Sylvan Dutheil was 16 years old when he enlisted in the army. During his time of military service, he contracted a pulmonary disease that sent him home. One day, he was walking with his sister down a street in Montpellier, in southern France. He came across a portrait of Fr. Jean Vianney and scoffed. His sister had a different reaction. She knew of this man, who was the cause for many pilgrims to journey to his small village of Ars, about 170 miles distant from Montpellier. She told her brother, “you might obtain your cure were you to put your trust in that holy man.” That only increased his derisive attitude toward the priest and the esteem accorded him by others.

That night, however, changed this attitude. He had a dream in which saw Fr. Vianney. Fr. Vianney was holding an apple, an apple that had a two-part appearance. Half of it was fine. The other half was rotten. It shook Sylvan. He then asked to go to Ars.

He arrived there, with his mother, in the middle of November, 1855. Fr. Vianney visited him at his hotel each day. On December 8, 1855, he converted and received absolution of his sins. Due to his ill health, he was carried to the foot of the altar. He received Communion and was carried back to the sacristy.

He then declared, “never in all my life have I felt such happiness.”

After being taken back to the hotel, he told his mother: “the joy of this Communion makes me forget all my sufferings. I do not wish to leave … I want to die here.”

That very night, he did.

For those who believe, it is God who decides to give us life and it is God who decides the time when each life shall end. For Sylvan Dutheil, that decision allowed an end to his sufferings, but only after he had experienced “the joy of this Communion.”

Source: Trochu, Abbe Francois, The Cure D’Ars (Charlotte, N.C., Tan Books 2007) p. 322-323.

February 14, 2018

The Hasty Return


A priest was travelling on horseback, during the early 1800s, near Albany, New York. He was answering a call to come to the bed of a sick man. The wind and rain was heavy and the priest was compelled to stop at a roadside inn. At this establishment, the priest encountered a messenger who was there to inform him that the man was no longer in imminent danger of death. He was still ill and it was desired that the priest should continue his journey, but there was no urgency to do so that night.

The priest was relieved and settled into a room for the night. He had been carrying the Blessed Sacrament in a pyx, in order to distribute Holy Viaticum when he reached his journey’s end. Now, the priest carefully placed the pyx in a drawer and went to sleep.

The next morning, the priest arose early and set out once again on his trip. When he had just about arrived at his destination, he suddenly had an alarming realization. The pyx was still in the room. Guilt and worry overtook him as he thought about the people at the inn who might discover the forgotten case and its holy contents. All the others were unbelievers who might treat the Sacred Host with contempt or desecration. The priest immediately rode back to the inn, despite the fact that the weather was still difficult.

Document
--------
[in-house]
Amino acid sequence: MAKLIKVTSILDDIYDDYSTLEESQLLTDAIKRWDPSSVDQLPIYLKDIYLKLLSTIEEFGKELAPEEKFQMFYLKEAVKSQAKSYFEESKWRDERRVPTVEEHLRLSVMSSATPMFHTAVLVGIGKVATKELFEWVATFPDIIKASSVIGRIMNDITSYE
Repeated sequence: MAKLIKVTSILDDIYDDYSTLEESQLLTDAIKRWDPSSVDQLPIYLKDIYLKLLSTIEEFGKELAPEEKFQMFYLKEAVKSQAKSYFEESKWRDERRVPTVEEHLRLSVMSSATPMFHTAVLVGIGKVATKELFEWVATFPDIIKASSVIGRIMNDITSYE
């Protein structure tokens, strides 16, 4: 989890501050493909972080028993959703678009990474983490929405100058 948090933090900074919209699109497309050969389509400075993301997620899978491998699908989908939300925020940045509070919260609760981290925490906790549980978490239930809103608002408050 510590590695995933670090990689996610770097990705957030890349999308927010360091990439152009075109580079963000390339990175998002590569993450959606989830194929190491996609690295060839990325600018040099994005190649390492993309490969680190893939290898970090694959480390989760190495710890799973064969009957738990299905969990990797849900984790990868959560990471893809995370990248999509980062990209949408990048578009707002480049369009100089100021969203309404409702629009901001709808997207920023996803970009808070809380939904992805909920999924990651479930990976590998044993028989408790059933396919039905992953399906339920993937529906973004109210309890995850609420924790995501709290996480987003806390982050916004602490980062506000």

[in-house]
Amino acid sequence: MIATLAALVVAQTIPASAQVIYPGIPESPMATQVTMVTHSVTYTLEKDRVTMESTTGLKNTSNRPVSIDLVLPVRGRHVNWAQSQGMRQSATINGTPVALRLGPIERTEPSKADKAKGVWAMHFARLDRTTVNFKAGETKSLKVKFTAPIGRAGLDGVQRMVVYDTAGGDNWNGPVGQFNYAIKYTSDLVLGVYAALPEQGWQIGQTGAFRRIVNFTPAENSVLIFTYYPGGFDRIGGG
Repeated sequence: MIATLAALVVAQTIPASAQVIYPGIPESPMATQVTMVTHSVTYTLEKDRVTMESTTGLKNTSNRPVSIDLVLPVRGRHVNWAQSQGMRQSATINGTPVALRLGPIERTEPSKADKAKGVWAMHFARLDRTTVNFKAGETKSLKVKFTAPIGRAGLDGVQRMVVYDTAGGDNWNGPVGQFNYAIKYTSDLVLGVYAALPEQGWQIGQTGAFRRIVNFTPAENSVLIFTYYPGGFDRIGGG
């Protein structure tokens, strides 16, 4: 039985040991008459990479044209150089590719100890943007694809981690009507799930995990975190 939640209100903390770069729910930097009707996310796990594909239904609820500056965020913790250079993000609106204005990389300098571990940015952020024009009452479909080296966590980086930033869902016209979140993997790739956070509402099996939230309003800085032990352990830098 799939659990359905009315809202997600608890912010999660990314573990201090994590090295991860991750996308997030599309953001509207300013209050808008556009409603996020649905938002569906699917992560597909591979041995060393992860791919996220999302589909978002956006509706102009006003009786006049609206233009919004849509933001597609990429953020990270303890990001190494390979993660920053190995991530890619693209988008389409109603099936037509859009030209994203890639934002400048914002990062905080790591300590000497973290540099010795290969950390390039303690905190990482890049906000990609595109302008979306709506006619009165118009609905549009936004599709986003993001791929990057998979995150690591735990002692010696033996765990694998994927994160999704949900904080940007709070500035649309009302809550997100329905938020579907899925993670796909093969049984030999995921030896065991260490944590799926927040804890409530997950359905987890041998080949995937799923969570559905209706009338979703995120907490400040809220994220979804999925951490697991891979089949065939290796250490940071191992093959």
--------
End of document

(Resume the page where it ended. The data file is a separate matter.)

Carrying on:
When he finally came to the inn, the priest located the keeper of the house and inquired whether anyone had gone into his room from the night before. The response he received was most curious. The priest was asked, “what have you done to that room? We cannot get into it by any means. Not one of us can force the door open, though the key is in the lock.” That was not all he was told, however. The innkeeper also said, “And what is more, if one looks through the keyhole the whole room seems lighted up.”

The priest quickly ascended the stairs, followed by the innkeeper, his wife, the servants and several strangers, all of whom wanted to learn the answer to this riddle.

The priest turned the doorknob without any unusual effort and prostrated himself on the floor before the chest of drawers that had served as a makeshift tabernacle. He had forgotten and inadvertently abandoned the Lord of Lords. Apologetic and humble, he rose to his feet and retrieved the pyx. Then he began to speak to those gathered, with especial eloquence, on the mystery of the Eucharist.

Due to the gravity of the occurrence that had taken place and the desires of the people, the priest stayed at the inn for several days. He baptized the whole household into the Catholic Church, as well as some additional persons.

When he was done, the priest continued on with his journey. He found the man for whom he had originally started out on his trip. The man had recovered from his malady.

Source: Etlin, Rev. Lukas, O.S.B., Eucharistic Miracles (Clyde, Missouri, Benedictine Convent of Perpetual Adoratio 1947), p. 5-8.

December 24, 2017

Marthe Robin


Marthe Robin is a name unknown to many. She was born to a peasant family in Châteauneuf-de-Galaure (Drôme), in France, on March 13, 1902. She grew up and lived in her parents home her entire life.